Home >opinion >Giving up agriculture
Photo: Mint
Photo: Mint

Giving up agriculture

Farmers will need to movesooner or laterto more productive manufacturing or service sector employment

While the main opposition parties agree on little, they have found common cause in opposing the Narendra Modi government’s amended land acquisition bill. Those who object philosophically to the amended bill’s weakened consent and social assessment requirements have, at least, a theoretically tenable argument—although, in practice, there is a strong utilitarian case that the development and social welfare benefits of a more efficient land acquisition process outweigh, and therefore legitimate, the partial curtailment of individual liberty which occurs when the government exercises its eminent domain powers.

This philosophical debate, however, has little to do with the opposition parties’ actual approach, which is cleverly to shift the debate from whether the government’s land bill will, or will not, be good for farmers and the poor, to a generalized lament about the issue of farmers in distress, farmer suicides and so forth. This sleight of hand allows the likes of the recently returned prodigal prince, Rahul Gandhi, and the populist firebrand, Arvind Kejriwal, to sidestep neatly a sensible debate on the pros and cons of the bill, while instead trying to tar the government as uncaring towards the poor.

Whether taking a leaf from the old, populist playbook represents good politics for a rhetorically resurgent opposition remains to be seen; that it can only lead to poor public outcomes is self-evident. For a fixation on farmers in distress—while making for arresting imagery and evocative sound bites that tug at the heart strings—entirely confuses cause and effect, and fails to draw the correct lessons from India’s idiosyncratic development experience.

That farmers are, indeed, in trouble, is not in dispute. This newspaper’s rural distress index—which is likely to tick perilously upward if India experiences a second wayward monsoon in a row—makes that abundantly clear. The real question is: why are so many people farmers, who shouldn’t be?

Consider the staggering statistic that, in India, according to the most recent data from the World Bank, fully 47% of the population is engaged in agriculture, which contributes a paltry 18% to gross domestic product (GDP). Compare this to (say) Indonesia, where the statistics are 35% and 14.5%, respectively. Meanwhile, in advanced economies, farmers typically account for 1-2% of the population and contribute a similar share to GDP. It does not require a doctorate in economics to realize that farming in India is vastly inefficient and unproductive, and that millions of workers will need to move—sooner or later—to more productive manufacturing or service sector employment. (Whether this sectoral transformation will also require a large population shift from rural to urban areas, as has occurred in China, or whether manufacturing and service industries can spring up in the erstwhile rural hinterland itself, is an interesting, separate debate.)

Unfortunately, a well-known feature of the Indian growth experience is that, due to the halfway reforms undertaken in 1991 and thereafter, growth in India has been driven by capital-intensive high-tech manufacturing and services—not large-scale, labour-intensive manufacturing, as in other large emerging economies. Such deformation in the Indian growth experience is a direct result of liberalizing product markets while failing to liberalize factor markets.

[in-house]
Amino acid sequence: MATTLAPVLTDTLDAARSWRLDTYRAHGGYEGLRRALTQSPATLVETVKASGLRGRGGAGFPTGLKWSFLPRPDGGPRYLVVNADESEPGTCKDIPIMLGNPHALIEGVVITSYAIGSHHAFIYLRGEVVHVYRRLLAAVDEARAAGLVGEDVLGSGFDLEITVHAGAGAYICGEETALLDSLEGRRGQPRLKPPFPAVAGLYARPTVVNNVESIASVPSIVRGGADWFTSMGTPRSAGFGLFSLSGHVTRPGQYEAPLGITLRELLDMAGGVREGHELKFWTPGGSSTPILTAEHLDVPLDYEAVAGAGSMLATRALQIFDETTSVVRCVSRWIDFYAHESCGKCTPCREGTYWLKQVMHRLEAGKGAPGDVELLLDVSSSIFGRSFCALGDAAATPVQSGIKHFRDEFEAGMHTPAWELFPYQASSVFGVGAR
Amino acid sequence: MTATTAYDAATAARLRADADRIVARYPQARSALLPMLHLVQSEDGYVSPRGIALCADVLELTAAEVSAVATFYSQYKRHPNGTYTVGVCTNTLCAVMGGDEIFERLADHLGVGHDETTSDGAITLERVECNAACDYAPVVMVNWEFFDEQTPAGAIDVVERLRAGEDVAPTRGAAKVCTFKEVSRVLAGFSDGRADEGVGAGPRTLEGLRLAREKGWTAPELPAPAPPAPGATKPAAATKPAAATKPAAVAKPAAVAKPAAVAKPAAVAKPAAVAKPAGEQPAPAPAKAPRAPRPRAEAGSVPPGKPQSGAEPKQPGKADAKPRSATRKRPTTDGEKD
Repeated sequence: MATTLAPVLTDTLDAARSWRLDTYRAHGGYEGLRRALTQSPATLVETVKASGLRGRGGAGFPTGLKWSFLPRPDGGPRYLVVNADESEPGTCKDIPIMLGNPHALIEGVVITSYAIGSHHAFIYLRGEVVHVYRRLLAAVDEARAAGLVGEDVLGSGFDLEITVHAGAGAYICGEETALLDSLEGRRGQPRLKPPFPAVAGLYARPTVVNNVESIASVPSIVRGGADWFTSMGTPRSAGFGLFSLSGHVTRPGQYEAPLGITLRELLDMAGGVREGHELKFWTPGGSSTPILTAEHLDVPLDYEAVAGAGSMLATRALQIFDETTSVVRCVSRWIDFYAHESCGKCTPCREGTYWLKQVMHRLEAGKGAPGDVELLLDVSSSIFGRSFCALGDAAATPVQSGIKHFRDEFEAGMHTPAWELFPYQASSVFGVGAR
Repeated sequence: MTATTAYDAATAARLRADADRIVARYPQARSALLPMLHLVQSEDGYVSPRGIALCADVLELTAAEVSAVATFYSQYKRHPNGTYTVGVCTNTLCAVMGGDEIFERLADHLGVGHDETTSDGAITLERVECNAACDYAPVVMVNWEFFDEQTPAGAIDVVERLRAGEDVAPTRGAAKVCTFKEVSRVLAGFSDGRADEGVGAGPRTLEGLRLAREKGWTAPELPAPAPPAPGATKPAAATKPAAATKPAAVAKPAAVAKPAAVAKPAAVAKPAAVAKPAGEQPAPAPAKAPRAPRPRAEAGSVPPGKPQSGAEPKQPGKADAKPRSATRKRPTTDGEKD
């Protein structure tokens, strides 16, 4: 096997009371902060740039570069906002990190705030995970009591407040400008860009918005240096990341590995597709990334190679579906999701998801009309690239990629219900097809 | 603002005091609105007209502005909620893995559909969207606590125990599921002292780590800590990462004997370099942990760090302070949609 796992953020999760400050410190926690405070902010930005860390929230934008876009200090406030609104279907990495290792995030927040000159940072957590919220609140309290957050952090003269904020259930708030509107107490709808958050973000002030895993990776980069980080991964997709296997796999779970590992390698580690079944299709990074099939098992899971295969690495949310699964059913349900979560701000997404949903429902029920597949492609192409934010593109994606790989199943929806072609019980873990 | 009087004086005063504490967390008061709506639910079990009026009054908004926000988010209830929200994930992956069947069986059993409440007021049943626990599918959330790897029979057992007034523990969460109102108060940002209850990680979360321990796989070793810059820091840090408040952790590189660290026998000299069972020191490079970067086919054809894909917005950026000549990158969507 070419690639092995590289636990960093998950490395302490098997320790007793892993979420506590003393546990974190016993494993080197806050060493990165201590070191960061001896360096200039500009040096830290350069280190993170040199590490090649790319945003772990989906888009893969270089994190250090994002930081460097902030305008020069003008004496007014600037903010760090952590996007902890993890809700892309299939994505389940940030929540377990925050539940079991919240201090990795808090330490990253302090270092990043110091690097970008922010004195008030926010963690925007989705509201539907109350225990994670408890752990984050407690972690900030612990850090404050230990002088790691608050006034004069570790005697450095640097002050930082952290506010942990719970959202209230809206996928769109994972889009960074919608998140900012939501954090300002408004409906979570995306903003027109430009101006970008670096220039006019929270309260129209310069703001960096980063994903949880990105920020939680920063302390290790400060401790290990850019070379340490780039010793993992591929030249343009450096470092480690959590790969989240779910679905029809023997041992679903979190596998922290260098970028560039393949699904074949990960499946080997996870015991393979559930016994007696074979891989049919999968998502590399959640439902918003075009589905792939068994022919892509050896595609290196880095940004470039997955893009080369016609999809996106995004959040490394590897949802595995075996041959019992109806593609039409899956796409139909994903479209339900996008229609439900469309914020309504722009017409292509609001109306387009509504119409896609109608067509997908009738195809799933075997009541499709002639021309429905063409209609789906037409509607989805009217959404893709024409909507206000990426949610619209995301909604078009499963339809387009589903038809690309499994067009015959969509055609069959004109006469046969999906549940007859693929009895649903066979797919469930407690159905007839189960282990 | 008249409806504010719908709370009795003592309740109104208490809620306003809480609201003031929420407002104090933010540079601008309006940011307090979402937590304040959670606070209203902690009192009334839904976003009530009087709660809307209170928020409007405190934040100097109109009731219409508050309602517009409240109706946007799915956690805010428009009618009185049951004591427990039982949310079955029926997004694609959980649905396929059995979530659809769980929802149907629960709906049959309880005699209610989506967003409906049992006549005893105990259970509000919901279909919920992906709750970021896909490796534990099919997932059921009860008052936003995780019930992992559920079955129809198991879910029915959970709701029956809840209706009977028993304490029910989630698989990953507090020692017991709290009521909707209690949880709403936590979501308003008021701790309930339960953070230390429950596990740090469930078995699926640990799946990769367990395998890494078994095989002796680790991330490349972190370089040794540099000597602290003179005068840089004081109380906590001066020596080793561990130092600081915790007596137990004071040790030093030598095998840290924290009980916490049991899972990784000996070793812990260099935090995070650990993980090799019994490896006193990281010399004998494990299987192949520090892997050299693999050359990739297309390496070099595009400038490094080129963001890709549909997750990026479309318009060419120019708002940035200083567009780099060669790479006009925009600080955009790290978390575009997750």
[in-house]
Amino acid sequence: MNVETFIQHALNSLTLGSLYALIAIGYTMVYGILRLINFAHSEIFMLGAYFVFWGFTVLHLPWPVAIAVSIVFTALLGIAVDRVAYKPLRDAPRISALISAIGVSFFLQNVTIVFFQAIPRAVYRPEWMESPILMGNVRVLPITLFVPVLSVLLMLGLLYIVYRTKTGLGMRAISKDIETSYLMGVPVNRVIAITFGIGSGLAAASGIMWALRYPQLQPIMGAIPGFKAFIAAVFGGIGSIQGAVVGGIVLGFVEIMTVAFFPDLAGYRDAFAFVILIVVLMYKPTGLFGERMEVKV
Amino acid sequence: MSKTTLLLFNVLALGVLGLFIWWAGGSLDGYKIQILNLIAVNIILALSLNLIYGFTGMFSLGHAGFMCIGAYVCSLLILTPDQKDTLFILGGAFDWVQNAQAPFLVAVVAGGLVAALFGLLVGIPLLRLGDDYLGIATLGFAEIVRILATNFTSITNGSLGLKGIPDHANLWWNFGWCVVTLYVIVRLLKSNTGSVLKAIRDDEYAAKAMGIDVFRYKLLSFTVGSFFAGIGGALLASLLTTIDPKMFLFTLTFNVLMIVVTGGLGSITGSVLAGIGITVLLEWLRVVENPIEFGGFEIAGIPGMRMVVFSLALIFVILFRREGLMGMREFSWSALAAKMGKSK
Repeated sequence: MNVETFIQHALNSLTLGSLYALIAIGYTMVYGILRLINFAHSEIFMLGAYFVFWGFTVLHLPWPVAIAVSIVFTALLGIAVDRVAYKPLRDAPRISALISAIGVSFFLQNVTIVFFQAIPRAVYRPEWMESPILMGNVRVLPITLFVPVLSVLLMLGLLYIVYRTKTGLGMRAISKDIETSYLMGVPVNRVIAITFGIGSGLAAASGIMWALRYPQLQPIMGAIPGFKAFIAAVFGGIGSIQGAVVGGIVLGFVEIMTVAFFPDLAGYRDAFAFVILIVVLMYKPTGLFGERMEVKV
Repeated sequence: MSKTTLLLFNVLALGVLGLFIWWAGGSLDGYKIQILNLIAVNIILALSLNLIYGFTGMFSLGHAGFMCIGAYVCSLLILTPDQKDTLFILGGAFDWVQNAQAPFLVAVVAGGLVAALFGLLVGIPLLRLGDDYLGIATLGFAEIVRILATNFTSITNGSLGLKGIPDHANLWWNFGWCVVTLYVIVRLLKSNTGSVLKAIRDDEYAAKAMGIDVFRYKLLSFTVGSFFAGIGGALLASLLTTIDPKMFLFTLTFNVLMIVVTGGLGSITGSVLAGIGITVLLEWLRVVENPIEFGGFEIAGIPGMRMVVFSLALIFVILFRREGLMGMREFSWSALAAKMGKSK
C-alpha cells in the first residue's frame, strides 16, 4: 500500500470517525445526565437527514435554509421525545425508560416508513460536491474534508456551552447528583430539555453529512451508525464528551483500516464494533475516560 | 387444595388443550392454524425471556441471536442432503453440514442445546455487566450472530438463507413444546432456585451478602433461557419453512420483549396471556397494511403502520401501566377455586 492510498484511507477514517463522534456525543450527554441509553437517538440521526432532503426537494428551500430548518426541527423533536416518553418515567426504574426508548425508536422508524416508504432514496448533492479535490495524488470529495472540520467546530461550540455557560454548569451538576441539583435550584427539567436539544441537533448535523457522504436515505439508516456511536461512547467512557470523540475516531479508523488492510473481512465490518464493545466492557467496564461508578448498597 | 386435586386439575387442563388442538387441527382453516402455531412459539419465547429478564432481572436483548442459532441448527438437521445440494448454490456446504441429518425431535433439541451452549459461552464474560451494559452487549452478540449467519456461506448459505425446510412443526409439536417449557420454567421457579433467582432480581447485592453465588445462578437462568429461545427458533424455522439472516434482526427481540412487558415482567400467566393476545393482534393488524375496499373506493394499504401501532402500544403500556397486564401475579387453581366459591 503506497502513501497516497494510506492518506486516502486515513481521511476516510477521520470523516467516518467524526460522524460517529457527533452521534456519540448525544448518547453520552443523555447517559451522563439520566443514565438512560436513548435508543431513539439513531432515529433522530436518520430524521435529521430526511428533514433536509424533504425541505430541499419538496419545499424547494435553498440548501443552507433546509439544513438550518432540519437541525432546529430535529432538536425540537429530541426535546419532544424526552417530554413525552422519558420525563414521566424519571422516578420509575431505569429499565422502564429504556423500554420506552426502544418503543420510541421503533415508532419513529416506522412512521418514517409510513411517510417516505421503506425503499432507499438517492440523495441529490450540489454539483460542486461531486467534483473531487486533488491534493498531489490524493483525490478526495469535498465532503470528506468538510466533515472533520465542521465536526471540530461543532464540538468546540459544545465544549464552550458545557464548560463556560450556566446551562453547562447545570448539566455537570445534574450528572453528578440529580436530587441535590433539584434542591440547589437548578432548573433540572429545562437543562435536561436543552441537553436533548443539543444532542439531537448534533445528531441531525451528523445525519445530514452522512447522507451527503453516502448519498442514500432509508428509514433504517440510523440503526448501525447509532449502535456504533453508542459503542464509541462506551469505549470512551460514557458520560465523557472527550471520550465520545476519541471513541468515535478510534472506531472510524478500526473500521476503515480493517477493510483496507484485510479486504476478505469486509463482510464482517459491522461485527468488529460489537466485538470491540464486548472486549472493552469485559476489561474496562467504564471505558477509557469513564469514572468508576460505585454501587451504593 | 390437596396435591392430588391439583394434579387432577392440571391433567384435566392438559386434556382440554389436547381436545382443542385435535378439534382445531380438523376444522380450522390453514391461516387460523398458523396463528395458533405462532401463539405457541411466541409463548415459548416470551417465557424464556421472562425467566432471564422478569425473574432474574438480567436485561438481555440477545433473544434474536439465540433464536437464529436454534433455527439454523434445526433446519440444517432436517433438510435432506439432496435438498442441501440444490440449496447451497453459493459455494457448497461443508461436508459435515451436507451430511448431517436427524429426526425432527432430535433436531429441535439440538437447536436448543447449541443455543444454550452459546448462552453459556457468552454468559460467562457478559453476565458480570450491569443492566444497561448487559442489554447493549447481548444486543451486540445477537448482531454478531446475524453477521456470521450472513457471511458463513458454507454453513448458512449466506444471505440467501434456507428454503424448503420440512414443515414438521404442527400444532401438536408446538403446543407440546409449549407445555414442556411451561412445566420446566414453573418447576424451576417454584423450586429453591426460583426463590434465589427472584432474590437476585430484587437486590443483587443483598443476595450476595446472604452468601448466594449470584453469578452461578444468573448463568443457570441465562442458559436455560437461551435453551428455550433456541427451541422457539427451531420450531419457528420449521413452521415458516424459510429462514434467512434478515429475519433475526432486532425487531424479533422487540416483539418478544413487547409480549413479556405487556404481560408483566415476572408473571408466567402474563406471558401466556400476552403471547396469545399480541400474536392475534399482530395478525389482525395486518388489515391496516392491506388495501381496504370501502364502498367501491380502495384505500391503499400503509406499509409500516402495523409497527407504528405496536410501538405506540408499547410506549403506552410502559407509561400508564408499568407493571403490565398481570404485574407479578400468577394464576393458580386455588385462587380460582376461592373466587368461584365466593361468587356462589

This has resulted, further, in an economy which has grown rapidly and generated considerable prosperity for those lucky or skilled enough to be employed in the urban organized sector, while trapping millions in a cycle of poverty, destitution and debt on ever smaller and less productive parcels of land in the blighted countryside. Rather than offering farmers a way out—by eliminating policy distortions which retard the growth of labour-intensive manufacturing and service sector activities, and thus creating an economically viable avenue for the movement of surplus labour away from agriculture—successive governments have found it politically irresistible to squander vast resources on every possible scheme to chain farmers to the land.

It is difficult to measure precisely the annual cost to the exchequer of the direct and indirect subsidies to agriculture, but the figure is on the order of several trillion rupees. This is to say nothing of the fiscal cost of periodic farm loan waivers by central or state governments, which prove useful in the run-up to elections.

While slashing these schemes in the first instance is politically difficult, the way forward for the Modi government is partly through the land bill itself, which will make it easier to acquire land for development and infrastructure, and which, therefore, may help to hasten the movement of at least some farmers off unproductive land which has greater utility in another use. That is on the supply side of the labour market. On the demand side, the panoply of reforms and initiatives under the ‘Make in India’ umbrella, if successful, will boost labour-intensive economic activity, and thus create gainful employment and income-generation opportunities for farmers wishing to leave the land.

We must not inure ourselves to the stark imagery of farmers in distress—and also must draw the right lessons.

Every fortnight, In the Margins explores the intersection of economics, politics and public policy to help cast light on current affairs.

Comments are welcome at views@livemint.com. To read Vivek Dehejia’s previous columns, go to www.livemint.com/vivekdehejia--

Subscribe to newsletters
* Enter a valid email
* Thank you for subscribing to our newsletter.

Click here to read the Mint ePaperLivemint.com is now on Telegram. Join Livemint channel in your Telegram and stay updated

My Reads Logout